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Being BIG vs. Thinking Different

Posted September 17th, 2012 by Andrew Goodman

The tech world is littered with tales of cage matches between perceived underdogs and huge overdogs, the latter of whom don’t realize at the time that they’re even in a cage match. (Oftentimes, they’re still gradually figuring it out to this day… until, even, their dying day.)

That’s one of at least 1,000 deep insights buried in the Walter Isaacson bio of Steve Jobs.

“You know Steve, he has his own agenda,” Sony’s CEO Nobuyuki Idei explained to Red Herring editor Tony Perkins. “Although he is a genius, he doesn’t share everything with you. This is a difficult person to work with if you are a big company… It is a nightmare.”

In the ten years since Sony’s CEO made that statement, Sony’s stock has dropped 70% in value (while, admirably, paying a consistent dividend). Over that same period of time, Apple has become the most valuable company in the world. Apple’s stock price increased 9,751% over that same period.

Who’s the big company now? Why did Sony assume that Apple wasn’t one? And that you could talk about “Steve” so dismissively? Did Sony feel threatened yet dismissive all at the same time? (By market capitalization, today Apple is 50X Sony’s size.)

You’ll notice a consistent tone in such bigger-company bully talk. “We’re a big company” style big companies have a habit of “big companying” themselves into the ground. Even when obviously threatened by change, they cling to dismissive, supercilious language — as if size alone is a built-in advantage, as if their market is a constant.

It’s a competitive landscape and there is no “end point,” so naturally upstarts maniacally focused on execution often trump those who’ve lapsed into “being big.”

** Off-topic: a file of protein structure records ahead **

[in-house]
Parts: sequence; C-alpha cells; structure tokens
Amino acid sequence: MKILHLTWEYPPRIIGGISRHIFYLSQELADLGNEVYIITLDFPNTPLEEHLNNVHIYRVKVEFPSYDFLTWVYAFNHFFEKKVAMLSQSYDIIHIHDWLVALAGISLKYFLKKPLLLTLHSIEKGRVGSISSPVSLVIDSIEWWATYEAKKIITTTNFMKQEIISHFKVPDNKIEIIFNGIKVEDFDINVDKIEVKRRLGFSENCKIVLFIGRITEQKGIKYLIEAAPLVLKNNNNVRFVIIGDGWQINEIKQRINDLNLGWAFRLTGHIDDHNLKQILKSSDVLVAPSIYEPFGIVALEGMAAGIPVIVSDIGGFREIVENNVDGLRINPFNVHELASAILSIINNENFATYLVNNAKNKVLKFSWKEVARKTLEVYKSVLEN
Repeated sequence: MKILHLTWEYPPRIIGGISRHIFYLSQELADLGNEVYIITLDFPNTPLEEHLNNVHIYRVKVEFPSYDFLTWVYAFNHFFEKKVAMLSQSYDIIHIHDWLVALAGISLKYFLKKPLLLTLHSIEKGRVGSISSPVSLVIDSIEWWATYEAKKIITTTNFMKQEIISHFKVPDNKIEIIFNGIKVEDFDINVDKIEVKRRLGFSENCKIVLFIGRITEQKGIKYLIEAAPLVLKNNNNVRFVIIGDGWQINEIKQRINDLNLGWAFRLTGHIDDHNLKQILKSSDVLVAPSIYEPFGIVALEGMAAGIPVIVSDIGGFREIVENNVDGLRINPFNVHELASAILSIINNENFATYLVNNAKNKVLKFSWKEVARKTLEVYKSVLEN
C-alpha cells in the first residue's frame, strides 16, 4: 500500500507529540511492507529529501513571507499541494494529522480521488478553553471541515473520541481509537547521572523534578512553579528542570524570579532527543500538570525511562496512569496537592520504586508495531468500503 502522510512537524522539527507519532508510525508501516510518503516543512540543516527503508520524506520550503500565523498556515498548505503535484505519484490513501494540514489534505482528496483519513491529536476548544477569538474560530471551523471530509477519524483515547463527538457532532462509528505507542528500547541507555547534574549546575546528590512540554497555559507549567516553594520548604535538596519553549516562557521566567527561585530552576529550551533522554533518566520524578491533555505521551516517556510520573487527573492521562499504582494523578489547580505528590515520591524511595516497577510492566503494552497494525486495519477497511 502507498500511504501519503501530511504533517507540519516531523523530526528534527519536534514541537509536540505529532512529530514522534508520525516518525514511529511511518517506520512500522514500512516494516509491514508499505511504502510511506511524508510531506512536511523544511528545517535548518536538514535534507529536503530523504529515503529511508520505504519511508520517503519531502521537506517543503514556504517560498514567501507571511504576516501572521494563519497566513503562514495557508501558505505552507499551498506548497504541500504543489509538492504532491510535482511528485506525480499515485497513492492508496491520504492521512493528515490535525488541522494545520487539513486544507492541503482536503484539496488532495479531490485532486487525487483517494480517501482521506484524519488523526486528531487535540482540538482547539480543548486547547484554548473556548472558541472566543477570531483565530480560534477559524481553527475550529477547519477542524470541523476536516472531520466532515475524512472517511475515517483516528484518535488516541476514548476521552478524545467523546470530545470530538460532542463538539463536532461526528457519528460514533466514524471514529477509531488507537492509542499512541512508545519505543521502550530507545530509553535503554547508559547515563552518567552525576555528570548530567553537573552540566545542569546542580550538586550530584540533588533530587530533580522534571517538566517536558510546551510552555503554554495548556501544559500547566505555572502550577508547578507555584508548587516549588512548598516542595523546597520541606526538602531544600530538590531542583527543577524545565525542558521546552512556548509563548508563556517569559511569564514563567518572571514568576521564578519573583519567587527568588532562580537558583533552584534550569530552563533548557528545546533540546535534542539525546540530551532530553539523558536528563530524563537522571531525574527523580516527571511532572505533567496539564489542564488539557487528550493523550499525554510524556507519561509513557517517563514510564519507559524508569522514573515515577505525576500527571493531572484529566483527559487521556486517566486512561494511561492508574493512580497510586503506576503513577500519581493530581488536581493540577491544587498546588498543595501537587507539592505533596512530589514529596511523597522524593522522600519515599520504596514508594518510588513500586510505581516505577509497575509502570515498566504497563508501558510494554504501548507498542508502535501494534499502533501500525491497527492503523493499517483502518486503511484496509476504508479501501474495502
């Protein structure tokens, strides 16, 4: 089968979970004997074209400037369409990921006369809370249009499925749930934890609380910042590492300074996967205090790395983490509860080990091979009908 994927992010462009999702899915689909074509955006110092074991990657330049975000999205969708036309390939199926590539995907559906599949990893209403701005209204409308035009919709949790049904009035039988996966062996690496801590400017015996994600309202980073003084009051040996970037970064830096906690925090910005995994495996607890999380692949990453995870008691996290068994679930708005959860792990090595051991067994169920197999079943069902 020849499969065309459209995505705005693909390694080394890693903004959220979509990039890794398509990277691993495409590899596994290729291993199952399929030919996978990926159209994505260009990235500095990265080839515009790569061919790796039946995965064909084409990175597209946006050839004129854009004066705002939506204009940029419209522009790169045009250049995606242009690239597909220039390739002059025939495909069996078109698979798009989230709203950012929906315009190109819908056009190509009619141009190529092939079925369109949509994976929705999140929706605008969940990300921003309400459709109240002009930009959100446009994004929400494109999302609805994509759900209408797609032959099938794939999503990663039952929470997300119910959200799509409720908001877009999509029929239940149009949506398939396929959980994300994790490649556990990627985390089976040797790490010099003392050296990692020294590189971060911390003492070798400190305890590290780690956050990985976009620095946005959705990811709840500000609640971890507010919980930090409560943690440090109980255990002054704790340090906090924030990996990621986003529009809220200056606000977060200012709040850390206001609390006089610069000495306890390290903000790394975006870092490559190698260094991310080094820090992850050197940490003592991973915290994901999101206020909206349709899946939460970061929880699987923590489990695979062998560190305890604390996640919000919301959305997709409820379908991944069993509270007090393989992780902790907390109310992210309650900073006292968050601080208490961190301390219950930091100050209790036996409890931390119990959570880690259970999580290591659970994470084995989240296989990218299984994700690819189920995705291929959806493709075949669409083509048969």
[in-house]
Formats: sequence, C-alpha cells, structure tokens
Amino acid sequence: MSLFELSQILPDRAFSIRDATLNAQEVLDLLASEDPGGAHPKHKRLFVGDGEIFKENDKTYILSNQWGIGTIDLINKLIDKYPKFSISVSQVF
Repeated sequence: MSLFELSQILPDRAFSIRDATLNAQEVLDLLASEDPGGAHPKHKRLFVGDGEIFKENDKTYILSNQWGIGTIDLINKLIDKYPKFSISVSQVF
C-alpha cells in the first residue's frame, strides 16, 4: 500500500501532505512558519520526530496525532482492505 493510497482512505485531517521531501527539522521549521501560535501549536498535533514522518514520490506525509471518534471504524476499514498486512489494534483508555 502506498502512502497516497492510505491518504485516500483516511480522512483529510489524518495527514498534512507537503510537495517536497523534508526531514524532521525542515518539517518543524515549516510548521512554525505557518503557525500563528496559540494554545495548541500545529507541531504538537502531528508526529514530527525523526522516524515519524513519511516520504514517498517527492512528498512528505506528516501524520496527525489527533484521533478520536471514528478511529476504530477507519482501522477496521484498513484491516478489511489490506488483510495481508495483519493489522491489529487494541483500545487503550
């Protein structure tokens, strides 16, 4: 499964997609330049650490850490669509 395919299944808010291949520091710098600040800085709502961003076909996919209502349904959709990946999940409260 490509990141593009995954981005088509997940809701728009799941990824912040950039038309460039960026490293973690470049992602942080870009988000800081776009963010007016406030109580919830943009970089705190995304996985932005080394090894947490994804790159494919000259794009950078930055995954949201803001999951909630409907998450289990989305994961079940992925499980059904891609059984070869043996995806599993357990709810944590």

“Being big” is something you do in the passive voice and the present (soon to be past) tense. The prickly upstarts so often speak in the active voice, about future outcomes.

4 Responses to “Being BIG vs. Thinking Different”

  1. Sylvain says:

    But the cultural aspect has to be taken into account too. Japan is the country of Keiretsus, where success is measured by the number of employees you control, the number of industries you’re in, the longevity of your business and the number of inventions you put out to the market, not mere market capitalization (just look at Facebook and see how volatile the metric can be). By those standards, Apple remains a small and young company compared to Sony.

  2. Andrew G says:

    Well… if Apple’s small now, then look out world. And it’s true. Fascination with Apple products — even the iPhone… does not reach everywhere. In the Italian countryside, for example. Where I heard a boy scream at a rail passenger a question as to whether his “phone was Chinese.” It was an odd looking new expensive thing to him, nothing more.

    But where will Sony vs. Apple be in that boy’s life in ten, twenty years’ time?

    I still believe that a lot of that stuff with Sony is in the category of “was” and “did”.

    Looking around my home, I see a Sony “it was considered big 10 years ago” flat screen TV. Low margin, uninteresting (if reasonably good) product. And I am one of the strange people who has bought not one but two Sony laptops. (I buy all sorts of cheap laptops, and have had one expensive one, a Toshiba ultrabook when that was a new category.)

    Looking into my past, I had a Sony camera. Never again.

    It’s all “had, was, did, shrug.” It’s not looking great for companies like Sony.

    Didn’t Apple create its own keiretsu (for example) by rolling out the iPod, that drove sales of Macs, on that company’s OS, all purchasable in that company’s retail store? All in a very short period of time, too… before moving onto the iPhone, the iPad, and other wildly successful products.

    I’m not an Apple user, in particular — correction, at all. But an admirer, for sure.

  3. Bob L says:

    ‘“Being big” is something you do in the passive voice and the present (soon to be past) tense. The prickly upstarts so often speak in the active voice, about future outcomes.’

    Nice attempt at a metaphor, but “being” is a copulative verb, and is not in the passive voice.

  4. Nice attempt at criticism.


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